Nicknamed “Showboat” because of all the media attention she received as she was being built and tested, the USS North Carolina was a true naval marvel at the time of her commissioning.
Three other ships had been previously named for this state, but this one was the classiest. She was the first newly constructed battleship for World War II, commissioned in New York in 1941 as a fast, heavily armed battleship. She had sixteen 400 mm guns.
Eventually, the USS North Carolina became the most decorated battleship in the entire war, having been awarded 15 battle stars.
She was ordered to the Pacific in 1942 after keeping the German battleship Tirpitz at Bay. Without her that particular enemy vessel would have wreaked havoc in the Atlantic shipping lanes.
On the way to the Pacific, the USS North Carolina made a morale boosting stop at Pearl Harbor. Her magnificence indicated to the men there the U.S. was on its way to regaining strength and overcoming the shock and humiliation of approximately six months before.
It was at Guadalcanal, the Battle of the Eastern Solomons, in August of 1942 that the USS North Carolina shone brightly. Japanese dive bombers and torpedoes viciously attacked three American aircraft carriers, and they incurred the wrath of the only American battleship in the fight.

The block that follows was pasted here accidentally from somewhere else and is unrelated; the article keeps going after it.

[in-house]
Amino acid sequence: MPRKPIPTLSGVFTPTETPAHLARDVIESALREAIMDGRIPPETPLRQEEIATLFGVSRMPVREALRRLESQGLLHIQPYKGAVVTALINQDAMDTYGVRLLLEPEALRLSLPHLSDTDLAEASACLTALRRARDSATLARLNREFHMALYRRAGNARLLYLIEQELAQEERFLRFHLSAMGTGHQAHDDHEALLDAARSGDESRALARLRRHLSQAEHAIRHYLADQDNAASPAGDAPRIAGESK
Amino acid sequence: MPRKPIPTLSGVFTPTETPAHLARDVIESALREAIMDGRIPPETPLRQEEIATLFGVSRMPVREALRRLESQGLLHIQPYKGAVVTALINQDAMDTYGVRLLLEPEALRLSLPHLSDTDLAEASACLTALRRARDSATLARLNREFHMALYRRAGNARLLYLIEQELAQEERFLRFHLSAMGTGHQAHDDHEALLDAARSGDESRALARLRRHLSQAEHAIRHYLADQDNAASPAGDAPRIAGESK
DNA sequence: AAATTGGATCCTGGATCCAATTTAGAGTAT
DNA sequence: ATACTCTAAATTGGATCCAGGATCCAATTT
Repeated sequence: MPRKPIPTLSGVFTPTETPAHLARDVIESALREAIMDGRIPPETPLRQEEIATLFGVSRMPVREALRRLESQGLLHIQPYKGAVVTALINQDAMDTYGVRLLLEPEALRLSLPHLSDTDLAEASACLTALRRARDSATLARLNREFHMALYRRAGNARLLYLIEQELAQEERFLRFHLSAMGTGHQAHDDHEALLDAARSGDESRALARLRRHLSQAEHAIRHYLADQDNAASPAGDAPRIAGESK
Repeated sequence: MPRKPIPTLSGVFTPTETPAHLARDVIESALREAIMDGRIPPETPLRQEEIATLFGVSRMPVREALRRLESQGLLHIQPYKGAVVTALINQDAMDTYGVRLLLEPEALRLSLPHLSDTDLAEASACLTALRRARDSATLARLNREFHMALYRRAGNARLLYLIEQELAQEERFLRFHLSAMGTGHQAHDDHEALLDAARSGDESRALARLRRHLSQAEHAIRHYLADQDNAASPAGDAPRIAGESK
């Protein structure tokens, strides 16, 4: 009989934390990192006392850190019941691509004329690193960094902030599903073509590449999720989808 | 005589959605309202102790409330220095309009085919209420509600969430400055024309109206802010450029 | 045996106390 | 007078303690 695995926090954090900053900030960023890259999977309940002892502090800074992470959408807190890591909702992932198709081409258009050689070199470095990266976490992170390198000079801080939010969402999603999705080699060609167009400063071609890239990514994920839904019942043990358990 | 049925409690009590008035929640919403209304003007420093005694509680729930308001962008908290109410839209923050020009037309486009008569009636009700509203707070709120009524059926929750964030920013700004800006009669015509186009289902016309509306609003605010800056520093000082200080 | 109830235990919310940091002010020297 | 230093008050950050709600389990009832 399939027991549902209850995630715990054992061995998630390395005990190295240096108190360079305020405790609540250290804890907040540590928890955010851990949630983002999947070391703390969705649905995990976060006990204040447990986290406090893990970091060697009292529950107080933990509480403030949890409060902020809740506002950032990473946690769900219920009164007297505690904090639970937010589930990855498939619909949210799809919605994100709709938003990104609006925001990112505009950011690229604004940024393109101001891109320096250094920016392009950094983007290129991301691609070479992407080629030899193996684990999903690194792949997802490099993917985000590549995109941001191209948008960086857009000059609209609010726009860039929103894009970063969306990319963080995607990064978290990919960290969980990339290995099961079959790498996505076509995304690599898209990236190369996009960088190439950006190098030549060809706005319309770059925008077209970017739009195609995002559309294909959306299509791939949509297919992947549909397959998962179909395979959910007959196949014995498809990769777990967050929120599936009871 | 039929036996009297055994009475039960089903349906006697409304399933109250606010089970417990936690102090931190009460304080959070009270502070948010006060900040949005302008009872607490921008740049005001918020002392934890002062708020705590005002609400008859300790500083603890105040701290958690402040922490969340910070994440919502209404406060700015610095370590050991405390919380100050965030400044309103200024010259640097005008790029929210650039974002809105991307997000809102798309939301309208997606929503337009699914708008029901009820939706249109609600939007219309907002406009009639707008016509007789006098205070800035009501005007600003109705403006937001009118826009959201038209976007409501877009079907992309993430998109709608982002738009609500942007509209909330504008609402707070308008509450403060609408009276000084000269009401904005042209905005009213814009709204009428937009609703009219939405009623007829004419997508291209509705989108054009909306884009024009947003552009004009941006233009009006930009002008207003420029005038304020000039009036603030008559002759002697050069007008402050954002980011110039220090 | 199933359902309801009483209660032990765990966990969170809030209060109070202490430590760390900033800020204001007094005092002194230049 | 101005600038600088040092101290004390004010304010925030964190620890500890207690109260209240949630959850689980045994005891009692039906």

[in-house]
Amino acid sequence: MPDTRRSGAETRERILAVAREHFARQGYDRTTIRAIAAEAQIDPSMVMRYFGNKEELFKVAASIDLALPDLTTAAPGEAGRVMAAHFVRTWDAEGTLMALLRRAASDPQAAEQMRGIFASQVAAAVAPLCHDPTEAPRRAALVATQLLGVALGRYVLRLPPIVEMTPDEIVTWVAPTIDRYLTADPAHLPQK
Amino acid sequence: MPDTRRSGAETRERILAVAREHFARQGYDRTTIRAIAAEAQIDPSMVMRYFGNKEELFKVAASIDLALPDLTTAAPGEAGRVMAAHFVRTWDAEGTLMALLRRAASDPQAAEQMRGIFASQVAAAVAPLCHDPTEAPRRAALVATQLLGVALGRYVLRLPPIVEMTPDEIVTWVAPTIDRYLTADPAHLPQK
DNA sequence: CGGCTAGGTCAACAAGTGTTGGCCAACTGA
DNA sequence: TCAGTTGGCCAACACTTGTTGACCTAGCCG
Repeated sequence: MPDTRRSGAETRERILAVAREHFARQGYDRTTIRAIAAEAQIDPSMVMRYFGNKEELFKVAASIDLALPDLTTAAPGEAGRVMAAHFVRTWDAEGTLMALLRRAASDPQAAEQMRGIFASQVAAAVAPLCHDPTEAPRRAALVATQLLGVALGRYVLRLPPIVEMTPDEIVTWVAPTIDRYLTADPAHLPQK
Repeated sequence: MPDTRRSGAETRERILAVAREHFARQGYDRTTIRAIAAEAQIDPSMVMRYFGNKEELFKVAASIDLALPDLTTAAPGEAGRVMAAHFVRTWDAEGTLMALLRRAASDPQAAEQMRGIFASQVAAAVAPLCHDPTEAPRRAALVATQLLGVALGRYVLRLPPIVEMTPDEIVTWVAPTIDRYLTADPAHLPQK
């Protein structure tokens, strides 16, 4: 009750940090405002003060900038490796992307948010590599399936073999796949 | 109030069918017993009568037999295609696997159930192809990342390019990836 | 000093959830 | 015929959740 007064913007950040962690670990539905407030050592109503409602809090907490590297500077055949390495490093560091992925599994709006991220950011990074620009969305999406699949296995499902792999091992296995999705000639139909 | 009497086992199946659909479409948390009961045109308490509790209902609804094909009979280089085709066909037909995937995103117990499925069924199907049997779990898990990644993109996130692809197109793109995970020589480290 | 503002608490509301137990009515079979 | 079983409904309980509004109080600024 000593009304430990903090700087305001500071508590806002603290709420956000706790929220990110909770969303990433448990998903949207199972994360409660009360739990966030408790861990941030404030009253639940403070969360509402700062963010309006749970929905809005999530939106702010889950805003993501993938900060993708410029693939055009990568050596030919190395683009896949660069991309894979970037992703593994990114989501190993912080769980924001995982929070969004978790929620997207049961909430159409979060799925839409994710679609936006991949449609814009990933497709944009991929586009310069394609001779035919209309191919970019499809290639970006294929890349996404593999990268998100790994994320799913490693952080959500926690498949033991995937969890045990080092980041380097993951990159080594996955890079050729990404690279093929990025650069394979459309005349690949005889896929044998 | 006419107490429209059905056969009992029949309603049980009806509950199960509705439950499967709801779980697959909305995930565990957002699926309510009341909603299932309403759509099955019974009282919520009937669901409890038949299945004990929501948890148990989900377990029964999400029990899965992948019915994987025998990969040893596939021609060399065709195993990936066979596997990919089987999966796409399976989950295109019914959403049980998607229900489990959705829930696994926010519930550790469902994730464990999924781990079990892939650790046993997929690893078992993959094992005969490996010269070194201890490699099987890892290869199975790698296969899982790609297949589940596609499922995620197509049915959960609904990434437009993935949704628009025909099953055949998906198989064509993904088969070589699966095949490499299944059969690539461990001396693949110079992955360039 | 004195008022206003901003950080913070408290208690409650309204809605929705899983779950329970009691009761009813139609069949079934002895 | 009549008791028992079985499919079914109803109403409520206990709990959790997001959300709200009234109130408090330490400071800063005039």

After eight minutes, one of the American carriers, Enterprise, radioed asking if the battleship was on fire. It was not. Her guns had pounded Japanese attackers, her men staying at their stations with enemy ordnance flying all around. The Japanese lost 100 planes in this battle and, with that, any chance to reinforce their troops at Guadalcanal.
The USS North Carolina then went back to Pearl Harbor for repairs and equipment refitting. From there, she returned, engaging the Japanese in the Gilbert and Marshall Islands, and Saipan, rendering Japanese aviation totally ineffective.
Only kamikaze attacks were left as airpower options for the Japanese at that point. No effective Air Force was left to fight at Iwo Jima.
And at Okinawa, she thwarted another kamikaze attack and sank the largest battleship in the world, Yamoto.
Finally, she positioned herself in Tokyo Bay, bombarding the Japanese inland from the sea until they surrendered. Her men occupied Japan at the war’s end.
The USS North Carolina was decommissioned in June, 1947.
In April, 1962 she was brought to the port of Wilmington as a memorial to North Carolinians killed in battle in World War II.
She was declared a National Historic Landmark in 1986.
Visitors can view the main deck, parts of the interior, and the stern, which houses one of nine surviving OS2U Kingfisher aircraft, a Navy observation plane of which over one thousand five hundred were manufactured. Many events are staged there every year; a Fourth of July celebration being one of the most popular. Check this informative site for events, dates, and times.